In the “lift and drive mode”, lift assembly 150 raises drive assembly 110 into contact with a container and drive roller 120 rotates to move the container. A direction command from the external controller and the cargo presence signal are required for this mode. Unlike typical prior art actuators having a single motor for both lifting and driving, PDU 100 does not retract and then lift upon a change of drive direction. Rather, drive roller 120 stays in constant contact with the container when the drive direction is reversed, because electronic controller 195 causes drive motor 125 to reverse direction while maintaining lift assembly 150 in the extended position.
In the “hold mode”, lift assembly 150 raises drive assembly 110 into contact with a container and drive roller 120 is restrained from rotating by drive motor 125 and its associated drive gearing 135, 140, 145. The hold function of the inventive PDU 100 does not require a separate brake (e.g., a friction-type brake), because drive motor 125 is locked electronically by electronic controller 195 to prevent rotation of drive roller 120. This mode is intended to stop and hold containers in position, and can be used continuously when power is available to PDU 100. The hold mode is selectable via a command from the external controller such that the operator can choose to have PDU 100 hold or retract when the drive command is removed. For example, a pin of input/output port 200 can be connected to the vehicle ground as a signal to electronic controller 195 that the hold mode is desired. This can be applied without operator input, such as when a cargo door of an airplane is opened and the PDU system is turned on, all PDU's are placed in hold mode. The hold mode is typically maintained by the airplane's logic controllers when AC power is interrupted. For example, the hold mode can be engaged by a relay in the airplane.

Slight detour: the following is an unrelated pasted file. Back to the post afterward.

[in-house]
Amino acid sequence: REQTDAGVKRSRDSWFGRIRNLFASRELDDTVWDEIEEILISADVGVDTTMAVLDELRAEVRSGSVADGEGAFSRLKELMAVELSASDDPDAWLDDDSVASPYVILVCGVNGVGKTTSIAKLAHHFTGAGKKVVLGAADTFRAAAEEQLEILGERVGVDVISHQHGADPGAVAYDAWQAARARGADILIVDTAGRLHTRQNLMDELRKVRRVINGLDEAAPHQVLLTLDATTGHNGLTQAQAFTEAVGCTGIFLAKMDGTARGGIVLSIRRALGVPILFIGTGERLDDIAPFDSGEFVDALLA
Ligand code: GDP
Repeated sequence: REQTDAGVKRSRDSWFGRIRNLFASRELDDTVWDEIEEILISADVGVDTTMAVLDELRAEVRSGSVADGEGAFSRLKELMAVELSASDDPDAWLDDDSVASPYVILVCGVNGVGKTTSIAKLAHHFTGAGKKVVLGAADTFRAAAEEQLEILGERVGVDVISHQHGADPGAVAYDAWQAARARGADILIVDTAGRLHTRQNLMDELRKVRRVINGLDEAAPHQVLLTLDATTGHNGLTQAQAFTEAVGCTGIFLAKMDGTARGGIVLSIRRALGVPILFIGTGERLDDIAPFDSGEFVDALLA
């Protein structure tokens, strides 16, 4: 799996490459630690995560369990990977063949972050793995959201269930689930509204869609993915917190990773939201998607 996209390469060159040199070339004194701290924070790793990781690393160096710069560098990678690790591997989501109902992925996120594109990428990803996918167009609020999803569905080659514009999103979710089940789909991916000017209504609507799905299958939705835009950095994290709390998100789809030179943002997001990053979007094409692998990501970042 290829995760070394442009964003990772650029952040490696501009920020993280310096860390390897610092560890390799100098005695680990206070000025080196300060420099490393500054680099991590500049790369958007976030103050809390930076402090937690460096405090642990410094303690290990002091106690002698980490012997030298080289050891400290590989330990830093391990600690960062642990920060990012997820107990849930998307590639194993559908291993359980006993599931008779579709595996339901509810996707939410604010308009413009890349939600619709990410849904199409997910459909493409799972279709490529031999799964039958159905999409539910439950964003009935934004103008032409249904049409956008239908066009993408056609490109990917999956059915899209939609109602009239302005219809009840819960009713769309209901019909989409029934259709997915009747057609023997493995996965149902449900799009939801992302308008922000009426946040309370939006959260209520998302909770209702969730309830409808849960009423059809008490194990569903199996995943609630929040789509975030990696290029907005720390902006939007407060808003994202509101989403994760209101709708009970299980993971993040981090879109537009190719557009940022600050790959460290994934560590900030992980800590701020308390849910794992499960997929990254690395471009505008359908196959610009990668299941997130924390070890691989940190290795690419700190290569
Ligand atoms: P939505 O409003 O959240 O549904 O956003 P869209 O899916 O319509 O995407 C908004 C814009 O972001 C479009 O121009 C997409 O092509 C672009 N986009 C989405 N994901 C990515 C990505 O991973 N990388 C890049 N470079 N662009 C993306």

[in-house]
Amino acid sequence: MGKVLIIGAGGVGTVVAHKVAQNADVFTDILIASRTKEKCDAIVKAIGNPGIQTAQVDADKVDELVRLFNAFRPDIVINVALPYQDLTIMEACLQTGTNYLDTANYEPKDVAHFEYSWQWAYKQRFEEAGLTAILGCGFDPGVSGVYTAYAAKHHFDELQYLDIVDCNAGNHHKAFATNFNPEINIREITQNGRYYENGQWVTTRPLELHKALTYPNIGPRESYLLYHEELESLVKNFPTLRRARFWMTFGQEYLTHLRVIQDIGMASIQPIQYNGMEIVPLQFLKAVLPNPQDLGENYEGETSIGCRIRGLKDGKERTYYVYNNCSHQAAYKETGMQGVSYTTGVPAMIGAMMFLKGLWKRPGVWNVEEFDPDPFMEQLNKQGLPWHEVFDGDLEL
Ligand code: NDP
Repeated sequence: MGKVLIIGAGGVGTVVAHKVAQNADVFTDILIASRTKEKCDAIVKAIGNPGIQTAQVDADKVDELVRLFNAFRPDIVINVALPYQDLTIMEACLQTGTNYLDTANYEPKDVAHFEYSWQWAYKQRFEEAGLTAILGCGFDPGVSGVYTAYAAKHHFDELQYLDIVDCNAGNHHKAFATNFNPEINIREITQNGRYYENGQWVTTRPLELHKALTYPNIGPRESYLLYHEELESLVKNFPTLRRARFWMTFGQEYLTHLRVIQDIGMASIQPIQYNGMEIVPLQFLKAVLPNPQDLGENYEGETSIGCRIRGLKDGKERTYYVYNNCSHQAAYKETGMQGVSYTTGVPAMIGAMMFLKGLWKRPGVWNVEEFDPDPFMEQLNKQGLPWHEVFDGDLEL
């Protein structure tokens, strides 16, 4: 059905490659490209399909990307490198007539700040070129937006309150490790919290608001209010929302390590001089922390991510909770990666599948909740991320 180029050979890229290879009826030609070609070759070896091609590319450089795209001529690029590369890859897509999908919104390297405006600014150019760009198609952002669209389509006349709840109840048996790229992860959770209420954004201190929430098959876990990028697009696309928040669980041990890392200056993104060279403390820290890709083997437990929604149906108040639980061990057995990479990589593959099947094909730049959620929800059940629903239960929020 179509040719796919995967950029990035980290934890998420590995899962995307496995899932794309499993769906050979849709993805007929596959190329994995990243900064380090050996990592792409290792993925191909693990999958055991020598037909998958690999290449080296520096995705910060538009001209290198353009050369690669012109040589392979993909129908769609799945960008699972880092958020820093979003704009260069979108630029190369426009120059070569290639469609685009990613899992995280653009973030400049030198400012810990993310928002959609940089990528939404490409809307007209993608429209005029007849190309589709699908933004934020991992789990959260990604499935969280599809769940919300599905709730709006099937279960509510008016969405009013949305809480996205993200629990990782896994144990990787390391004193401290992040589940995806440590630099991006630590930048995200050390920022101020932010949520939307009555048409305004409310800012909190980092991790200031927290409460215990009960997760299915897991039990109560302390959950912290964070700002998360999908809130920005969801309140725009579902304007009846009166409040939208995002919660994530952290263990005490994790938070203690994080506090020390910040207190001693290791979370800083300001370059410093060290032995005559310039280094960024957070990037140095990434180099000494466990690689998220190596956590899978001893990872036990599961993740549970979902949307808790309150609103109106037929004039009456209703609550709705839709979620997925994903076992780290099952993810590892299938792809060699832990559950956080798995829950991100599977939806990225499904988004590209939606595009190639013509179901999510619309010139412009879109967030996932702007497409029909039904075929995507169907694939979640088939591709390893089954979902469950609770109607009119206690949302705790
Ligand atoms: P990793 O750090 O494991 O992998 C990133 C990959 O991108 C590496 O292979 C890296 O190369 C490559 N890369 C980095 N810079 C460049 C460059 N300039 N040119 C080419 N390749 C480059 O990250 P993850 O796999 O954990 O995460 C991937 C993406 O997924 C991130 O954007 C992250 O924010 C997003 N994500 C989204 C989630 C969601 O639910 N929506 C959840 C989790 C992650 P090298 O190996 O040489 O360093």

Unlike conventional actuators, PDU 100 has the ability to resume the container holding mode after AC power is removed and subsequently re-applied without operator input. This is particularly important in the air cargo industry, where AC power is typically supplied by a ground power cart, aircraft generators, or an aircraft auxiliary power unit (APU), and is subject to momentary interruption and re-application at any time. Conventional PDUs can lose contact with and control of the cargo container upon power interruption, because they retract immediately upon power interruption and require a drive command to be reapplied by the operator upon resumption of AC power delivery to resume holding (since they typically have a common lift and drive motor). In contrast, PDU 100 retracts upon interruption of AC power, but when power is reapplied, sensors 205 detect cargo above them, and electronic controller 195 sees the hold signal, because the hold mode was engaged by the aircraft controller prior to power interruption, as discussed immediately above. In response to the cargo presence signal and the hold signal, electronic controller 195 automatically causes lift assembly 150 to move from the retracted to the extended position and drive assembly 110 to hold the cargo in place. A drive signal from the operator is not necessary.
PDU 100 can further incorporate a traction and scrubbing control function, featuring sensors and logic which limit unnecessary scrubbing of the drive roller under parked or jammed containers, thereby avoiding excessive drive roller wear and motor overheating. When a container reaches its intended position against a latch or another container, it is said to be parked. Most conventional PDUs will continue to drive against a parked container until the drive command is removed, or until the PDU overheats. Some PDUs have incorporated ‘time-outs’ or container motion sensors to limit scrubbing under parked containers. However, time-outs do not allow the operator the flexibility to work with various sizes of containers, and motion sensors may not work well under wet or slow moving containers.
Electronic controller 195 of PDU 100 analyzes the amount of torque applied to drive roller 120 (which is proportional to drive motor 125's current draw) and the motor 125's run time to determine the instantaneous power consumption of drive motor 125. More particularly, electronic controller 195 includes conventional circuitry for measuring the electrical current draw of drive motor 125 and for monitoring the measured current draw. Electronic controller 195 compares a power consumption curve stored in its memory to the monitored current draw, and shuts off drive motor 125 when its power consumption exceeds this curve. Under high traction loads, the drive time is limited to reduce drive roller scrubbing. Under lighter loads, as are encountered with lightweight or wet containers, drive motor 125 runs as long as the drive command is applied. This logic reduces the likelihood of ‘false trips’, and lets drive motor 125 run long enough to ‘squeegee’ a wet drive roller and move wet containers.